Explore This IssueAugust 2013
While Caucasian females still make up the majority of patients seeking cosmetic surgery procedures, the proportion of racial and ethnic minorities—including patients of both genders—has been on the rise in recent years.
A 2011 study found that the number of black patients undergoing cosmetic surgery increased by 7.5 percent, Hispanics by 4.7 percent, Asians by 14.5 percent and Native Americans by 105.5 percent over the decade from 1998 through 2007 (Am Surg. 2011;77:1081-1085).
These increases have been attributed to the growing numbers of minorities and their increasing spending power, trends that are expected to continue in coming decades. Non-Hispanic whites are predicted to lose their majority status in the United States in the 2040s, according to an Associated Press analysis of 2010 U.S. census data. Immigration to the U.S. from Latin America and Asia in recent decades rivals that of the Irish, German and Italian waves of the 19th century.
What do these changes mean for otolaryngologists who perform facial plastic surgery? Whether they specialize in elective or reconstructive procedures, surgeons must learn to be culturally sensitive in talking to their patients. In addition, they may benefit from having a larger number of facial plastic procedures at the ready to accommodate a wider variety of facial structures.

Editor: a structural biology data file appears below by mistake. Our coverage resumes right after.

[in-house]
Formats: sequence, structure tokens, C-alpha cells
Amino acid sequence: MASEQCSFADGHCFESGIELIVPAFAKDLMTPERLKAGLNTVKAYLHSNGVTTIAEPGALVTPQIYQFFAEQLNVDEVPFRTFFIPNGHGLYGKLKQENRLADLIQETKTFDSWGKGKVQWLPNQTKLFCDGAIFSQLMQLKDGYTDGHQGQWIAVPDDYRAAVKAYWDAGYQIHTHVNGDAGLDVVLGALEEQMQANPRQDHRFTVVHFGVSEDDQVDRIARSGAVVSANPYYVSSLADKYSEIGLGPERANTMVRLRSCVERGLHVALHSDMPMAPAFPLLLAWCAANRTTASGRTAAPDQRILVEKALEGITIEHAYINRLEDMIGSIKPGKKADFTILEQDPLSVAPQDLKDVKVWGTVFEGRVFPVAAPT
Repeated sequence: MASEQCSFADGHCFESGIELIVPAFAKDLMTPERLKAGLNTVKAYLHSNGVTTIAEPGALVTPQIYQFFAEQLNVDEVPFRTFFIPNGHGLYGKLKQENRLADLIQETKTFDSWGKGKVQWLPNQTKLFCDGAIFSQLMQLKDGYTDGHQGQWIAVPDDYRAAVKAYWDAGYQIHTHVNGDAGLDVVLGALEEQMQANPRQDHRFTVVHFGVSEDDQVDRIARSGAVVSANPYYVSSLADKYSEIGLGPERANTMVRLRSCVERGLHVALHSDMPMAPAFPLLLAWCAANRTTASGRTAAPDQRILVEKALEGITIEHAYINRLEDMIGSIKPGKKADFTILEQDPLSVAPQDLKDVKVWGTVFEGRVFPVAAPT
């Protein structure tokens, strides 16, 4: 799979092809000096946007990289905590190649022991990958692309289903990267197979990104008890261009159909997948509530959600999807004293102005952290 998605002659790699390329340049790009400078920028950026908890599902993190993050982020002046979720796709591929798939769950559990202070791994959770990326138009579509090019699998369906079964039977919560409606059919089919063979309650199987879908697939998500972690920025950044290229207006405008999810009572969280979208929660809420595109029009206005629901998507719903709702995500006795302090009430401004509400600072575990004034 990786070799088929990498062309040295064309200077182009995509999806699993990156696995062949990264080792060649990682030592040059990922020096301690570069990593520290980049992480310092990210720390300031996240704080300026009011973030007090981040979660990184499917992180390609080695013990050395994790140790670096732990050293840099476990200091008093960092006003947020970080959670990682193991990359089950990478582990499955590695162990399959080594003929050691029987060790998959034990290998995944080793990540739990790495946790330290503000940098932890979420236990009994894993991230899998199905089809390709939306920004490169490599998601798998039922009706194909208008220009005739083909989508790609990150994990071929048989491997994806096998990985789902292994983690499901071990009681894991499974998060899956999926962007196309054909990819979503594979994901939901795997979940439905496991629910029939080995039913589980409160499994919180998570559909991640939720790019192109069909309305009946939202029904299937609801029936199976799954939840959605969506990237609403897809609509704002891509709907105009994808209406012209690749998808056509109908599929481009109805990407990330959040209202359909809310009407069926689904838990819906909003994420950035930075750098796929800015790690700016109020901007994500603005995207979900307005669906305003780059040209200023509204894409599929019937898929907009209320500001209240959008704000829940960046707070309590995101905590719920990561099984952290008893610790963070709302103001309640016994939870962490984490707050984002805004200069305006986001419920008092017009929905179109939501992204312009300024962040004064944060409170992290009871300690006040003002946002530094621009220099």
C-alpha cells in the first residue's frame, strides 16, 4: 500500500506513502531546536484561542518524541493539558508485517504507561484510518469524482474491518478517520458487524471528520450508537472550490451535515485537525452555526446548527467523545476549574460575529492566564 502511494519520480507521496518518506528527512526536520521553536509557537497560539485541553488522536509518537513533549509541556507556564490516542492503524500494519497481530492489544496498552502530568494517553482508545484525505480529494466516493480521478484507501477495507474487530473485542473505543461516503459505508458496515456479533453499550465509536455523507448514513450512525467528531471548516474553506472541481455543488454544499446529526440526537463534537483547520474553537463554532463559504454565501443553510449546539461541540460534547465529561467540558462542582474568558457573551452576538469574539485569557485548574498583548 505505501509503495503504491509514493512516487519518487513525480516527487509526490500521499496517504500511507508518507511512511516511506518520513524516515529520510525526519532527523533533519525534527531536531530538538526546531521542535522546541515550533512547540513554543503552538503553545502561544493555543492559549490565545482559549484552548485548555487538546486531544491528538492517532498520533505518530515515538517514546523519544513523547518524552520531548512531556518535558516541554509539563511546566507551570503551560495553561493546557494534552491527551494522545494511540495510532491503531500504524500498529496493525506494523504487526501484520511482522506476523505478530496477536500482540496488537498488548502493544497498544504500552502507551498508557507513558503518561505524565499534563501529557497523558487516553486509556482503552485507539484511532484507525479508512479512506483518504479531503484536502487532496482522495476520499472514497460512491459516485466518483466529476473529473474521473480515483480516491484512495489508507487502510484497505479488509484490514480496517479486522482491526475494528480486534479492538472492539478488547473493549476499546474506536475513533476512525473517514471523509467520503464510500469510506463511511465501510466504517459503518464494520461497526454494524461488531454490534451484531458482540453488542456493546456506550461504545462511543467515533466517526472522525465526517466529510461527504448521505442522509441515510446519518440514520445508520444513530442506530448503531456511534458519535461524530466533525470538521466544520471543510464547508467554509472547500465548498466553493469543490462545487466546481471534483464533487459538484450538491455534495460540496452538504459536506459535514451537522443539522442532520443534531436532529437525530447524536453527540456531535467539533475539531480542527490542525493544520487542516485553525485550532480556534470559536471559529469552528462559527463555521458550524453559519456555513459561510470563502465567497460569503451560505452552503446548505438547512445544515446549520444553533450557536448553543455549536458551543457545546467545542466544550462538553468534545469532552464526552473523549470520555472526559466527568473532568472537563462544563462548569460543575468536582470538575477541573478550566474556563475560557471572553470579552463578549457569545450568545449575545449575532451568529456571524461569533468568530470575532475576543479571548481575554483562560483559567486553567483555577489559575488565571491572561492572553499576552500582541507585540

With increasing socioeconomic status, many racial and ethnic minorities have the disposable income to spend on cosmetic procedures, said Anthony Brissett, MD, director of the Baylor Facial Plastic Surgery Center in Houston. There is more global appeal in plastic surgery and less taboo attached these days as well, he added. Factor in the higher numbers of people seeking facial plastic surgery and higher proportions of minority patients, and it’s easy to see why ethnic facial plastics is an ongoing trend in U.S. practices.
“Five or 10 years ago, there was maybe one session on this topic at a meeting,” said Dr. Brissett. “Now there are entire afternoons, entire days devoted to this.”
In addition, Dr. Brissett said facial plastic surgeons see a shift in expectations. “Twenty to 30 years ago, it was normal for beauty to be based on a Western ideal: small thin nose, chiseled features, small lips,” he said. These days, he said, fewer racially and ethnically diverse patients seek such cultural transformation.